Aside the feature films, another set of recent short films will be screened, which we’ll unveil soon. The full program will also have echoes of Brazilian cinema in the International Competition, National Competition, Silvestre and Mouth of Madness sections. Find out more about those on April 2nd. Guests of the program will be in Lisbon for a conversation about the present and future of Brazilian cinema.

Program:

A Noite Amarela, Ramon Porto Mota
A Rosa Azul de Novalis, Gustavo Vinagre, Rodrigo Carneiro
Divino Amor, Gabriel Mascaro
Domingo, Clara Linhart, Fellipe Barbosa
Fabiana, Brunna Laboissière
No Coração do Mundo, Gabriel Martins, Maurilio Martins (in the picture)
Os Jovens Baumann, Bruna Carvalho Almeida
Querência, Helvécio Marins Jr
Seus Ossos e Seus Olhos, Caetano Gotardo
Temporada, André Novais Oliveira

idealista present at IndieLisboa 2019

In its 2019 edition, IndieLisboa will have the help of the idealista brand as one of its sponsors. This partnership reinforces the festival’s strategy to join forces with brands from different sectors, which can be actively integrated in both marketing and creation of activations that become part of the festival, since idealista believes in the capacity of the event to generate value and return.

The real estate advertising portal idealista brand will be a good example of this strategy. The joint creation of actions will strengthen the link between the two brands and the creation of content will be very fruitful. We will have more news about these very soon.

“Over at idealista, we are very proud to support cinema at the largest International Film Festival of Portugal. We like to be present in the Portuguese cultural life and we always have a special affection for all the cultural projects we get to work with and IndieLisboa is one of the best chances we have to demonstrate that. ”

César Oteiza – General Director of idealista Portugal

“We are very happy to have a partnership with a brand such as idealista, because we have the opportunity to work with different sectors and show that cinema can often have a dialogue with different brands and that working together can give birth to even more creative and original ideas.”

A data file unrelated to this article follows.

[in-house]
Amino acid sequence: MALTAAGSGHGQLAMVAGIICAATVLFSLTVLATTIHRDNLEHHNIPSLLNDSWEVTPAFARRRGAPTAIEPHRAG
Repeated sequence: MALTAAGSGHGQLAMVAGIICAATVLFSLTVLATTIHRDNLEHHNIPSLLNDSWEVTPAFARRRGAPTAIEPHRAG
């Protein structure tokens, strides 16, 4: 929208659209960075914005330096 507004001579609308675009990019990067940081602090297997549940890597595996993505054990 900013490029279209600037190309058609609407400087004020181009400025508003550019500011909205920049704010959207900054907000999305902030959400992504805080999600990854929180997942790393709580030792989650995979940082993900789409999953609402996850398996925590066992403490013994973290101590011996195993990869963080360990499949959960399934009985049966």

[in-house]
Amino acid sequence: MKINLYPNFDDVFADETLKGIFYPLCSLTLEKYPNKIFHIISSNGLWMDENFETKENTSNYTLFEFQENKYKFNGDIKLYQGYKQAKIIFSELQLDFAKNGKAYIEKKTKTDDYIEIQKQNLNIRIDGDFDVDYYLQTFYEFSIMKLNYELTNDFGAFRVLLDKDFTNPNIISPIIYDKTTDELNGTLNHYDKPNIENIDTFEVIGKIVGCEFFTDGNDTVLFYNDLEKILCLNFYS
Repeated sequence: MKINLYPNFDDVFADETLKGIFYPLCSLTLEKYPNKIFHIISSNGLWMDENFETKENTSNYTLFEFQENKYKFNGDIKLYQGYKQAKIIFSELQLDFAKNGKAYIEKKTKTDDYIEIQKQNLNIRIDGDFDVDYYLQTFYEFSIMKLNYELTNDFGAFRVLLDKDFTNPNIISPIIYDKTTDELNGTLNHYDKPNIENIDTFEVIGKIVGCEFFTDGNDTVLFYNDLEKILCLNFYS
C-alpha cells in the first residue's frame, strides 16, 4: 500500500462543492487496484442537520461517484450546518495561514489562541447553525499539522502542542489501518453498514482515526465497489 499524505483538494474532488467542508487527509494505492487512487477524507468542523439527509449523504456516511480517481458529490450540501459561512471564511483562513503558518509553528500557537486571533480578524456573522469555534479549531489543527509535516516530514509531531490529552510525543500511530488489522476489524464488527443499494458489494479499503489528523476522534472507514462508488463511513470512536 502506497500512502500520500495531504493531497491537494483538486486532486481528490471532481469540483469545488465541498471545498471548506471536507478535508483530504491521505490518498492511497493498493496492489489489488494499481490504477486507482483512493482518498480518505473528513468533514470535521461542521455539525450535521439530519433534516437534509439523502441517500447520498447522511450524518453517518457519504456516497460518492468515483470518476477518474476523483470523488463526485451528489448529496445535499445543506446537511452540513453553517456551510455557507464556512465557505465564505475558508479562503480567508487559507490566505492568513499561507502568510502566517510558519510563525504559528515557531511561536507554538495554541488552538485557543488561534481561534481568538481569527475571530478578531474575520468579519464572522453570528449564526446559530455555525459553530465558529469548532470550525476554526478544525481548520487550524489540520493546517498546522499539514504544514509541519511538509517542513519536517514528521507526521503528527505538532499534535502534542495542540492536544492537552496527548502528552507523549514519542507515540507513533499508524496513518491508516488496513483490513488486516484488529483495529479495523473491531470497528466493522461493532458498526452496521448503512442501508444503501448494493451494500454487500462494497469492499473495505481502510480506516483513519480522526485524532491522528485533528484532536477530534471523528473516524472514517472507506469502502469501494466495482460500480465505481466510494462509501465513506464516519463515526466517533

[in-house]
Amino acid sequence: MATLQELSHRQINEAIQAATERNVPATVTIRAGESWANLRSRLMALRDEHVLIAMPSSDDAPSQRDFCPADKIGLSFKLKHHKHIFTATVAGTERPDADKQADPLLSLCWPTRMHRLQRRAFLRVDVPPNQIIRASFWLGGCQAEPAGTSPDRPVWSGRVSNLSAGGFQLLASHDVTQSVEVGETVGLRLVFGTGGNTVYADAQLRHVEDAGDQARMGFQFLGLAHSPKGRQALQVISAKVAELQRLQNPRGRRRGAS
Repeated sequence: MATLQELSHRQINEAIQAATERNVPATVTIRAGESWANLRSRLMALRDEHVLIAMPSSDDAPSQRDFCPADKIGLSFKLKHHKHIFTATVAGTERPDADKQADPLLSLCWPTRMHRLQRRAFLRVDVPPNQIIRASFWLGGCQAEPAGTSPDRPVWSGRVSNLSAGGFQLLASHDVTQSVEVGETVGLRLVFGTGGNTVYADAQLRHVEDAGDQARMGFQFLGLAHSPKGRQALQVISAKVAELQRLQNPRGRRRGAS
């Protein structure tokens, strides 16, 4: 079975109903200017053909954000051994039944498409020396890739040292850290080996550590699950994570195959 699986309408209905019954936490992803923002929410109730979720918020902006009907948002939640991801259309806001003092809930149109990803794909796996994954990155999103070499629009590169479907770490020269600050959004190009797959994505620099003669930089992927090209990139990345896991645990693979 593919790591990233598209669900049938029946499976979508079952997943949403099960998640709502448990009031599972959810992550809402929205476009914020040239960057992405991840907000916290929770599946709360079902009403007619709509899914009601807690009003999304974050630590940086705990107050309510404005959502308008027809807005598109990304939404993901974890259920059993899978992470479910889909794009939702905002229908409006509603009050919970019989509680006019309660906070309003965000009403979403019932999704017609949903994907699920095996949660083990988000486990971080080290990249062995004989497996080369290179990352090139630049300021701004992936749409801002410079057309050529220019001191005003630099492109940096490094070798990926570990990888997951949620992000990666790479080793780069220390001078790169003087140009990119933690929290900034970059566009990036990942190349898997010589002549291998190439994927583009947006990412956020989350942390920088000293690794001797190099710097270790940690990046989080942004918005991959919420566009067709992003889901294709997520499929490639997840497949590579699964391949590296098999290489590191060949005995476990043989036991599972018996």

Miguel Valverde – Director of IndieLisboa

Get carried away by the songs of IndieMusic with our Spotify playlists

This year, IndieLisboa expands its online presence and creates a profile on the Spotify music platform.

Film buffs, fans of all genres of music and festival visitors can now follow IndieLisboa on the streaming platform and listen to the playlists, composed of many of the songs that mark the films of this year’s IndieMusic section, where the focus always is the artists and bands that fill our world with music.

Users can immerse themselves in the songs of IndieMusic 2019 and feel the pulse of the programming that is to come but they can also revisite the sounds of last year’s edition.

Visit our Spotify profile and get carried away by music.

IndieMusic 2019: Miles Davis, Swans, Karen Dalton and a lot of Portuguese music

Here is the (almost full) program of this year’s IndieMusic, the section that is entirely dedicated to music within the IndieLisboa programming. We invite everyone to immerse themselves in the moving images of this year’s films in the teaser below and embrace the section’s songs and artists in our playlist.

It is a strong year for Portuguese music. Ela é uma Música is a journey through the world of rock in Portugal, through the voices of its illustrious unknown women. We explore the suburbs of Lisbon in which there’s a series of musicians and producers from different generations and origins. Batida de Lisboa goes from Angola to São Tomé, passing through Cape Verde and Guine Bissau. The trip ends in Alvalade, the neighborhood of Um Punk Chamado Ribas, one of the most important names in Portuguese music and one of the main drivers of the punk movement.

Also in Portuguese and in a very special screening, the return of Rollana Beat. The band invited 13 directors, including some of our festival’s familiar faces such as Edgar Pêra, Isabel Aboim Inglês or Leonor Noivo, to create videos for 13 songs made between 1998-2002.

From the rest of the world comes the folk of Karen Dalton (The Bright Light – Karen and the Process), the free jazz of John Coltrane, Ornette Coleman and Sun Ra (Fire Music), the coolness of Miles Davis (Birth of the Cool), the DIY music from bands such as Deerhoof, Xiu Xiu or Fugazi (Parallel Plans), the return of legendary rock band from Zambia, WITCH, with the help of Jacco Gardner (We Intend to Cause Havoc) and the indescribable energy of the Swans (Where Does a Body End?).

The jury of IndieMusic’s competitive section, which awards a prize of 1000€ for its best film, is composed of musician Bruno Pernadas, journalist and music publisher Isilda Sanches and music critic and illustrator Tiago da Bernarda (aka O Gato Mariano).

To ready our bodies for music, we will be celebrating the release of IndieMusic’s programming with an IndieLisboa warm-up party at Casa Independente next Saturday, March 9, with the songs of all these bands and artists.

Here is the list of the confirmed films so far:

Competition

A Bright Light – Karen and the Process (Emmanuelle Antilles)
Batida de Lisboa (Rita Maia e Vasco Viana) – World Premiere
Ela É Uma Música (Francisca Marvão) – World Premiere
Fire Music (Tom Surgal) – International Premiere
Miles Davis: Birth of the Cool (Stanley Nelson)
Parallel Planes (Nicole Wegner)
Um Punk Chamado Ribas (Paulo Antunes) – World Premiere
We Intend to Cause Havoc (Gio Arlotta)- World Premiere
Where Does a Body End? (Marco Porsia) – World Premiere

Special Screening
Vídeos: Rollana Beat (several directors) – World Premiere